Iowa Learning Farms, the award-winning statewide conservation and water quality education and outreach program at Iowa State University, celebrates 15 years of service to Iowa in 2019.
Established in 2004, ILF is building a “culture of conservation” by encouraging adoption of conservation practices. Farmers, researchers and ILF team members are working together to identify and implement the best management practices that improve water quality and soil health while remaining profitable. Throughout the year, ILF is sharing stories about the contributors, history and successes of the program and its partner program Water Rocks! For information, visit iowalearningfarms.org.
Rick Juchems operates a family farm raising soybeans, corn, cover crops and hogs near Plainfield, in northeast Iowa. He has a long history with conservation practices and has been a cooperating farmer in ILF programs and studies since the organization was formed in 2004. He’s committed to running a successful agricultural enterprise while keeping a focus on conservation efforts that keep the productive soil in place and maintaining a better environment on the farm and downstream.
What was your involvement and role with ILF? My first exposure to ILF occurred when they came to speak at a Conservation District of Iowa board meeting, seeking farmers to participate in some early studies. At the time, my farm was in a classical corn-soybean rotation, and it made sense to see what I could learn and gain from participating in the studies. Since those early days, I’ve participated in multiple studies, hosted field days, and continued to both learn and share my knowledge.
In 2008, I joined the rye cover crop study and have stayed with it for 10 years. Like the other participants in this study, I started with test plots. But today, I’m 100% cover crop, and particularly in a year like 2019, it’s made a huge difference on my farm.
What was the purpose of ILF during your involvement? ILF works to take information gathered through research and small-plot studies and put it into practice on whole-field applications. These programs include farming practices as well as efforts to improve water quality and soil health. They are committed to actively protecting our environment while supporting farming.
My purpose in participating with ILF was, and is, to learn how to improve the soil and production on my farm. A critical part of the ILF approach is that they want me and other farmers to help educate and influence each other.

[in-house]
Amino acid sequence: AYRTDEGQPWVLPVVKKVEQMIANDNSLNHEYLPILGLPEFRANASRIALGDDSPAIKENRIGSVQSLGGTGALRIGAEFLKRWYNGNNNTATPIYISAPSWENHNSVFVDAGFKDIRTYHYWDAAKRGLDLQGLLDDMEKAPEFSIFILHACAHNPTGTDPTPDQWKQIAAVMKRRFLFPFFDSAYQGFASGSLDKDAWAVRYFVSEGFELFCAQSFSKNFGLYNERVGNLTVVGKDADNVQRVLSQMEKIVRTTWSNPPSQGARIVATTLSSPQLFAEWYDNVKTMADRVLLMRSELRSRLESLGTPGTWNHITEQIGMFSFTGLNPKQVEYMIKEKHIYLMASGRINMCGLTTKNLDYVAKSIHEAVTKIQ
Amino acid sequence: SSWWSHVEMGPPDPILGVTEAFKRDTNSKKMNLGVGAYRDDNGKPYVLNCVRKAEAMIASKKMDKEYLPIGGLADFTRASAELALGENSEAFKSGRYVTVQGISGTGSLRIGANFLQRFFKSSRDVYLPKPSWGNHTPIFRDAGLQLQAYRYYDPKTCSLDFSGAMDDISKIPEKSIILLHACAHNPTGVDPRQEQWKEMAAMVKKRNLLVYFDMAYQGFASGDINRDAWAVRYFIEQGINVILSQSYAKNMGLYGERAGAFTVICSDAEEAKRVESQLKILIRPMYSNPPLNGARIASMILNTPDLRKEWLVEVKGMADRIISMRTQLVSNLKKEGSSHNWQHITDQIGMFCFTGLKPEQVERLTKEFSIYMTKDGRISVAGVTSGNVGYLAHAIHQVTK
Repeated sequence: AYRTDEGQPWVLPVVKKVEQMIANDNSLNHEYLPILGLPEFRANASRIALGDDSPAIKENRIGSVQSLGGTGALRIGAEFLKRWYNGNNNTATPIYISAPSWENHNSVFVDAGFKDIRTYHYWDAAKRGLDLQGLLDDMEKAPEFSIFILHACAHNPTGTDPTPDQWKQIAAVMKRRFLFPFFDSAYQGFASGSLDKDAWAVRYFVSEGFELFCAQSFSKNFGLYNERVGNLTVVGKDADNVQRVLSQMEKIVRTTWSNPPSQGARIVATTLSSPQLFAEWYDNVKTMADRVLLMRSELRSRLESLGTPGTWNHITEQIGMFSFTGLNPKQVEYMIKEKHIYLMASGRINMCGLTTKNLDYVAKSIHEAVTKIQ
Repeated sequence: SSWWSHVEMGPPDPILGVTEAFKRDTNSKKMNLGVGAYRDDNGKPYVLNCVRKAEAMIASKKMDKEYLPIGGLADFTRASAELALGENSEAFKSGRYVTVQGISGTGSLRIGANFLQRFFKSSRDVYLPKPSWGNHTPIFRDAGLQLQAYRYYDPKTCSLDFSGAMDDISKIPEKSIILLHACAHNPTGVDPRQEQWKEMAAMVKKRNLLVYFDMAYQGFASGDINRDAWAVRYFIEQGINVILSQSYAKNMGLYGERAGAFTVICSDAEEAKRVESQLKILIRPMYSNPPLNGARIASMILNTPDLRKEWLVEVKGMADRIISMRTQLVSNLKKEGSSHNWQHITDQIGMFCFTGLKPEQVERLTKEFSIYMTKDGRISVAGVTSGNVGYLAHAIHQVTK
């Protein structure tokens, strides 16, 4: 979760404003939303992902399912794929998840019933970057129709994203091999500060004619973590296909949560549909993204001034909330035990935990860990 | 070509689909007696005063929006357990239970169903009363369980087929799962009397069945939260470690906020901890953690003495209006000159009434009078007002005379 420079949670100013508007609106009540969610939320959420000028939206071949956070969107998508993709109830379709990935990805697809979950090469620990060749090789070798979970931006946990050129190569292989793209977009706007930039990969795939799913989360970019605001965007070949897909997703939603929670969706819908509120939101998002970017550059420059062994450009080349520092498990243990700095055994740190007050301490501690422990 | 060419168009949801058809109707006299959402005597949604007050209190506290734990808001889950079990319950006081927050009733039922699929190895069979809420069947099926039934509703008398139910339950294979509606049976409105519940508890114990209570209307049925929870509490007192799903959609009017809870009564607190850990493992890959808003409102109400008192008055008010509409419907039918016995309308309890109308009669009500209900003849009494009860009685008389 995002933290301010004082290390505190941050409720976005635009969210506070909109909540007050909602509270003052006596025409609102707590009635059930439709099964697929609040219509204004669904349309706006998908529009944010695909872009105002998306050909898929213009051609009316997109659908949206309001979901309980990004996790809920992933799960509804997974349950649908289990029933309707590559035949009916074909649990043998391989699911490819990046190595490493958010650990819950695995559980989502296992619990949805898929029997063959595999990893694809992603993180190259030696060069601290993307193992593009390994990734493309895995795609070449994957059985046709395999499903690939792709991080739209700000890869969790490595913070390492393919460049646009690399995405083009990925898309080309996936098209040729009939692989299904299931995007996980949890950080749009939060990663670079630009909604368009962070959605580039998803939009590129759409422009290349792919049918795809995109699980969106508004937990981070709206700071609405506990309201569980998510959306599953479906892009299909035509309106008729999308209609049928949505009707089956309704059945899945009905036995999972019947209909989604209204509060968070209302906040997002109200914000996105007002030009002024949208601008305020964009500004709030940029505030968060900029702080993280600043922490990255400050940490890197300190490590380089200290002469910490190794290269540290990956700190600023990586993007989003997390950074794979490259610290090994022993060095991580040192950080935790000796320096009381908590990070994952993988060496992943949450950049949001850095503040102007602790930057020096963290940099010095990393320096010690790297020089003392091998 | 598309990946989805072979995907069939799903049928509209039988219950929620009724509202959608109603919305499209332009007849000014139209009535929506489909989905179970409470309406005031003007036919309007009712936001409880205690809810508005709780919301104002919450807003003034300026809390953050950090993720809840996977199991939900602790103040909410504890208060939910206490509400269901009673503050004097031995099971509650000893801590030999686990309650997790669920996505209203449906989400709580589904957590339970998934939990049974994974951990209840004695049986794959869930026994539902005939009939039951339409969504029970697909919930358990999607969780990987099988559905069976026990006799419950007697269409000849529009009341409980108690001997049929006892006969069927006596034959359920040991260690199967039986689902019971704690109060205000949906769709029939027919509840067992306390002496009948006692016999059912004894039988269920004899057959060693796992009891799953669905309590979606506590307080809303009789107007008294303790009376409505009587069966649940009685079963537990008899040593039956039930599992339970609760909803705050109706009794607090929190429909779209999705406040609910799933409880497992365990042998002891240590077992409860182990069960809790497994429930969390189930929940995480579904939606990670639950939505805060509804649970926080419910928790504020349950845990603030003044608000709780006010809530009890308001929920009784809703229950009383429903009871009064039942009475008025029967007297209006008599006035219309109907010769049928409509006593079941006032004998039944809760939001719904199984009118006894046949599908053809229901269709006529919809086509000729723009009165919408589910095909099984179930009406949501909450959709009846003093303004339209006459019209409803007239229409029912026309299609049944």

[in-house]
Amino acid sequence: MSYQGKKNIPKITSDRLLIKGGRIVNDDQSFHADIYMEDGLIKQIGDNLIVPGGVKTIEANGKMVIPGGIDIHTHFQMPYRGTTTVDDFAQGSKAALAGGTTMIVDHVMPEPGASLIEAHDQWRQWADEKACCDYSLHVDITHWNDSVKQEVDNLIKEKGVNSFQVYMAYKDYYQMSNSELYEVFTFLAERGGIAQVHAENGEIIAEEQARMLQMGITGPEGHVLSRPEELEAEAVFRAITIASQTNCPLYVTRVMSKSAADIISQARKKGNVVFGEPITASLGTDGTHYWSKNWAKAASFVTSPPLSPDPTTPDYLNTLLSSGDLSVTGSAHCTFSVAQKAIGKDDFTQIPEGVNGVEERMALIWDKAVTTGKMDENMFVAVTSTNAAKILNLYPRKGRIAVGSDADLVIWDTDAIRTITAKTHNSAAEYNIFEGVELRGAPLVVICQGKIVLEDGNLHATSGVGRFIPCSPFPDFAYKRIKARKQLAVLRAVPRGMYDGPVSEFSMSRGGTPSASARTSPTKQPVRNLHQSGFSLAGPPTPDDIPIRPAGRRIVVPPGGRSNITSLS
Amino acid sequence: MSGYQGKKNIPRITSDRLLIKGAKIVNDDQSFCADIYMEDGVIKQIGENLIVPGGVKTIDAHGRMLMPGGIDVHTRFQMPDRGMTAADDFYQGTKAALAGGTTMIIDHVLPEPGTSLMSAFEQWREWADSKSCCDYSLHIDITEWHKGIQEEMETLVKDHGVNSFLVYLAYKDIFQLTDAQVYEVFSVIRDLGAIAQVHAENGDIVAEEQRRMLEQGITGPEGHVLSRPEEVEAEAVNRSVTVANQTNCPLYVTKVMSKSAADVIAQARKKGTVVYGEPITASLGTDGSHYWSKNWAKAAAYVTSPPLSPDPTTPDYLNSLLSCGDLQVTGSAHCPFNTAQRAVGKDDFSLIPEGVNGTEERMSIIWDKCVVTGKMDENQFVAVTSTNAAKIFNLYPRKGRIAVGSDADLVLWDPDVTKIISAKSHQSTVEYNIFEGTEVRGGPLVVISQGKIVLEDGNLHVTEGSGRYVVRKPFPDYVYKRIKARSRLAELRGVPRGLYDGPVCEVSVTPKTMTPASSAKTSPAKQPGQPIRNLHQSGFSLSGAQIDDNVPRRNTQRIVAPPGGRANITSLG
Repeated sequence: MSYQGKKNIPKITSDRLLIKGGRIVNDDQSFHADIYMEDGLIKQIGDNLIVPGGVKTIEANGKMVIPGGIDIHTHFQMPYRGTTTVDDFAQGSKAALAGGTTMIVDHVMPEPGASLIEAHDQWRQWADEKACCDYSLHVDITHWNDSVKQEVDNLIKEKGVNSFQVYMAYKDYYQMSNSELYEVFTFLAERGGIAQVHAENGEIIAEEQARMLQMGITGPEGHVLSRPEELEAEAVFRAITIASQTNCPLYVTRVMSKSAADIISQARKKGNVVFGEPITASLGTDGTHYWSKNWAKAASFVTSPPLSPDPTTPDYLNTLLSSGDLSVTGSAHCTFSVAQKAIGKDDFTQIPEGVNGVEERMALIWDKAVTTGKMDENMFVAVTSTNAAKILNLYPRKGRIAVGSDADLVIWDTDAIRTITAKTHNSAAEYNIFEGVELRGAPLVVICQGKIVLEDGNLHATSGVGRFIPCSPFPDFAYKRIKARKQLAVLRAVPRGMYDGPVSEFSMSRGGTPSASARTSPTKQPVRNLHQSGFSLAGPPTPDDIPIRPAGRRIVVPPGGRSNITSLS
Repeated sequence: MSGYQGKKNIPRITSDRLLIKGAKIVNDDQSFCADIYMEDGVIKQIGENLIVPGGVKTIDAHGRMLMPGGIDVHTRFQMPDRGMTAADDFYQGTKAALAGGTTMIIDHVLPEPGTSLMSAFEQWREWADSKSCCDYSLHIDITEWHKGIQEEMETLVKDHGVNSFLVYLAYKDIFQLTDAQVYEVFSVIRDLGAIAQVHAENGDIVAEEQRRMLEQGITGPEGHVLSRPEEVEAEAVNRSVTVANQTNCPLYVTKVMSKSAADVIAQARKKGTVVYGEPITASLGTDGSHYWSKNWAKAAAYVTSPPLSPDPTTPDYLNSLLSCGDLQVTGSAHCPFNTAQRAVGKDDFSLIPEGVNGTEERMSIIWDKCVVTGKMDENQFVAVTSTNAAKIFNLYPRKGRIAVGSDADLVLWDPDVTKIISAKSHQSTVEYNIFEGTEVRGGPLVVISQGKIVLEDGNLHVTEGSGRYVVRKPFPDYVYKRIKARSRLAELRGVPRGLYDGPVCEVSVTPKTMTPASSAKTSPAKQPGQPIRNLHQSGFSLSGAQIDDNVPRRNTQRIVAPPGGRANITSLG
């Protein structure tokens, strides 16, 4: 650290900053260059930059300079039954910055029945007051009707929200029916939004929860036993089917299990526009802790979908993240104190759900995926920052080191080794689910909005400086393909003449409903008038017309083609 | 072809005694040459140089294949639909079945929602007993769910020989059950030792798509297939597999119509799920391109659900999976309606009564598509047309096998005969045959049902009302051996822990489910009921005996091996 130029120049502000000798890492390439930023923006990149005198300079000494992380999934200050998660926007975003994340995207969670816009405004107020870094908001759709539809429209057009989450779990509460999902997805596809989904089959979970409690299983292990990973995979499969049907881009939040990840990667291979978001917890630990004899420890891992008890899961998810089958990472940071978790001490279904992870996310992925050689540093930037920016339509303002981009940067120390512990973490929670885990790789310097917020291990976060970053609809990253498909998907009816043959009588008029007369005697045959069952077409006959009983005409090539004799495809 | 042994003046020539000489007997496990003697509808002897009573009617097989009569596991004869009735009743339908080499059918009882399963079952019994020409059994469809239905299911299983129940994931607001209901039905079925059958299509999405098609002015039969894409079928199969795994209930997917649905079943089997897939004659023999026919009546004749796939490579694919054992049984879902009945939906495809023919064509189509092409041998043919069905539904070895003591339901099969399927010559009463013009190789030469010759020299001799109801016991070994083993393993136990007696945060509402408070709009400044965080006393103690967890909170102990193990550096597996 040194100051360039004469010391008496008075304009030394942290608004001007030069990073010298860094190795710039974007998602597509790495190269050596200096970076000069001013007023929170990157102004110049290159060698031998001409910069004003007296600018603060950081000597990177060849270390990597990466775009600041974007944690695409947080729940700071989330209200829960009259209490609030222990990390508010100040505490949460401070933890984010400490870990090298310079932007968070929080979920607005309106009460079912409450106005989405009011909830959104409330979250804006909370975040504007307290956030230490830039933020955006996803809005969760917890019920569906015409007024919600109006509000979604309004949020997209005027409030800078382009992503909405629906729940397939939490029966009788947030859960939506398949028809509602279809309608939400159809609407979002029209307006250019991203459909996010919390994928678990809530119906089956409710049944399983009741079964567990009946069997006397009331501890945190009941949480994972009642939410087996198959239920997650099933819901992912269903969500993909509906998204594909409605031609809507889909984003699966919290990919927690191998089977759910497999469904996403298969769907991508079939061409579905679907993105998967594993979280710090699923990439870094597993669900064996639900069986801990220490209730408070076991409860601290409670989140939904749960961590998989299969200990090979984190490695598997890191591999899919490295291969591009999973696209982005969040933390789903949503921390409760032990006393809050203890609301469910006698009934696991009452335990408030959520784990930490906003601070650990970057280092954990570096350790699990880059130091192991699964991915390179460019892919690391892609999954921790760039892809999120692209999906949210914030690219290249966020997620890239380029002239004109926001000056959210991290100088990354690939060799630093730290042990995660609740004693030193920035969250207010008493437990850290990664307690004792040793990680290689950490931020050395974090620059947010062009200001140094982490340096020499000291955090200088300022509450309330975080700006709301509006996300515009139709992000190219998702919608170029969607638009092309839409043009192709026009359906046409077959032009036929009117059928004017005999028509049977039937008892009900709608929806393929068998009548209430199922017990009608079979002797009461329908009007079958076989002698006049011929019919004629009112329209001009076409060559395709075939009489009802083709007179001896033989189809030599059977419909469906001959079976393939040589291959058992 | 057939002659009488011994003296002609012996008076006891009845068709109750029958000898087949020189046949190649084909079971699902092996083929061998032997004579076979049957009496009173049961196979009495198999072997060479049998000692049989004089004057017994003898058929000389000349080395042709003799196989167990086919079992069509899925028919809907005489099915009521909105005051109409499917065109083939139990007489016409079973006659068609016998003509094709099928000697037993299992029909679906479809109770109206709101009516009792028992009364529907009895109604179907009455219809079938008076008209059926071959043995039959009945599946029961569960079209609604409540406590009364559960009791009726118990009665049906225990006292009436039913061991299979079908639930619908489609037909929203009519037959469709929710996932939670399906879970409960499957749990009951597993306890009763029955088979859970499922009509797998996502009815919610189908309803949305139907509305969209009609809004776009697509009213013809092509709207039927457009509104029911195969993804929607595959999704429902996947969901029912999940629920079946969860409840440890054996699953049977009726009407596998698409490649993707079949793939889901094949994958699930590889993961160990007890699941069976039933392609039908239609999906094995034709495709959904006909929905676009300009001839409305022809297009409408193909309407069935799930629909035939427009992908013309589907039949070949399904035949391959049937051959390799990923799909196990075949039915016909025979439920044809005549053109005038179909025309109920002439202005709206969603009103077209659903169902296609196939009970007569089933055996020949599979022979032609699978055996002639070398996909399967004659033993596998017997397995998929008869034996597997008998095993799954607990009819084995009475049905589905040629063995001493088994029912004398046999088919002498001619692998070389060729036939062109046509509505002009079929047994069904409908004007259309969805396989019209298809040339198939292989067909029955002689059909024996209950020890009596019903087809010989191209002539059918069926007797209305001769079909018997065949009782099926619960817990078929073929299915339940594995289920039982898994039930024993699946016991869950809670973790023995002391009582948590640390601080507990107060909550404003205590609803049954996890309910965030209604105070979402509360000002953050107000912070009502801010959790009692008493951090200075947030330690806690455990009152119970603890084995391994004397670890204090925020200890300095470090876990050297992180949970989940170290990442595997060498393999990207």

Promoting this farmer-to-farmer interaction is probably the most important thing ILF has done to make headway on their mission of creating a culture of conservation in Iowa. It’s easy for farmers to latch onto what has worked for them in the past, and sometimes it takes someone who’s facing the same challenges and situations to get them to consider doing something different.
How did you change the program, and how did it change you? I’m not sure I’ve directly changed the ILF program, but I have participated in ILF Leadership Circle meetings and multiple surveys. ILF is hungry for information, and they are always eager to hear my ideas and feedback. Maybe I’ve changed things from behind the scenes through this involvement.
ILF changed the way I look at my farm and the soil on it, and what I do to preserve and improve the soil. Conservation has always been important to me, but working with ILF on things such as cover crops, I’ve seen the benefits to my soil structure indicated by better water infiltration and more night crawlers.
What are your fondest memories of working with ILF? Getting to meet and work with a great group of people from around the state. I regularly get to know new like-minded people concerned about conservation as well as people looking for information. I’ve really enjoyed speaking at events and field days and am frequently stopped by people who saw me speak looking for information and advice. I hope I’m making a difference with a few people and contributing to building a more sustainable ecosystem in Iowa.
Why are water quality and conservation outreach important to you and to Iowa? From a business point of view, working to improve water quality is important because it means my soil is staying where it belongs — in the fields. If we can constantly improve soil retention and slow runoff, water quality will improve all by itself. This has been a very challenging year in Iowa, with lots of rain and flooding at inopportune times. The resulting erosion of river and stream banks was bad, but for farms without cover crops to help hold the soil, the problems were much worse.
As Iowa continues to work on its Nutrient Reduction Strategy, farmers need to understand the potential ramifications. We must be proactive in changing practices to stay ahead of the plan, or we risk having regulatory mandates that will likely not be to our liking.
If you could look 15 years into the future, what one thing would you like to see as a result of ILF activities? I’d like to see that the education programs from ILF and Water Rocks! have helped bring about a generational change in Iowans regarding water quality and conservation. I’d like to see caring about the environment, and understanding the responsibility each person, community and farm has in maintaining water quality, to be natural for every Iowan.
Is there anything else you’d like to share about ILF? I’m glad ILF got started when they did and that they’ve continued to do good work for 15 years. They’ve taken the bull by the horns to get people involved and increase knowledge about conservation. The application of farmer-to-farmer outreach has been a critical and successful part of the program that should help it continue to flourish.